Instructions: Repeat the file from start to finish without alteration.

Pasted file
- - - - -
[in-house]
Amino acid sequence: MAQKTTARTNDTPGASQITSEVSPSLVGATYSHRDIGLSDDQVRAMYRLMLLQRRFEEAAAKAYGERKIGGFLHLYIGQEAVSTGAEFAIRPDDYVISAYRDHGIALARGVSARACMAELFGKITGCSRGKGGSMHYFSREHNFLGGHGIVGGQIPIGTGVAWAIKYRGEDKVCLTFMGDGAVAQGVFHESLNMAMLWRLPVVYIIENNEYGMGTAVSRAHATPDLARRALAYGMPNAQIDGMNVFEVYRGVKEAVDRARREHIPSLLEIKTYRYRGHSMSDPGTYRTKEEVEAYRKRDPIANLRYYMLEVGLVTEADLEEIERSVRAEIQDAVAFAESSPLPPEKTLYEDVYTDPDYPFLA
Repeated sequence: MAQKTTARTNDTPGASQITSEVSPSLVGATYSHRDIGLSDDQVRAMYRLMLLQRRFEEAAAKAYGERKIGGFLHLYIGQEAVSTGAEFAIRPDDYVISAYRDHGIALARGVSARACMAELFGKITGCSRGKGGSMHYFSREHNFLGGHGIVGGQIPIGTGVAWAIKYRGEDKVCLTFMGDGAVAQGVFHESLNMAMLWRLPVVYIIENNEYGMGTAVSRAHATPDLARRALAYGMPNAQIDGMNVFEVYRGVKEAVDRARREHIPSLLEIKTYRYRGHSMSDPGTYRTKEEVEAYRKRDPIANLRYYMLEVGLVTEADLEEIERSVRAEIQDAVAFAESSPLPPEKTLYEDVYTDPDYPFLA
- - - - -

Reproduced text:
[in-house]
Amino acid sequence: MAQKTTARTNDTPGASQITSEVSPSLVGATYSHRDIGLSDDQVRAMYRLMLLQRRFEEAAAKAYGERKIGGFLHLYIGQEAVSTGAEFAIRPDDYVISAYRDHGIALARGVSARACMAELFGKITGCSRGKGGSMHYFSREHNFLGGHGIVGGQIPIGTGVAWAIKYRGEDKVCLTFMGDGAVAQGVFHESLNMAMLWRLPVVYIIENNEYGMGTAVSRAHATPDLARRALAYGMPNAQIDGMNVFEVYRGVKEAVDRARREHIPSLLEIKTYRYRGHSMSDPGTYRTKEEVEAYRKRDPIANLRYYMLEVGLVTEADLEEIERSVRAEIQDAVAFAESSPLPPEKTLYEDVYTDPDYPFLA
Repeated sequence: MAQKTTARTNDTPGASQITSEVSPSLVGATYSHRDIGLSDDQVRAMYRLMLLQRRFEEAAAKAYGERKIGGFLHLYIGQEAVSTGAEFAIRPDDYVISAYRDHGIALARGVSARACMAELFGKITGCSRGKGGSMHYFSREHNFLGGHGIVGGQIPIGTGVAWAIKYRGEDKVCLTFMGDGAVAQGVFHESLNMAMLWRLPVVYIIENNEYGMGTAVSRAHATPDLARRALAYGMPNAQIDGMNVFEVYRGVKEAVDRARREHIPSLLEIKTYRYRGHSMSDPGTYRTKEEVEAYRKRDPIANLRYYMLEVGLVTEADLEEIERSVRAEIQDAVAFAESSPLPPEKTLYEDVYTDPDYPFLA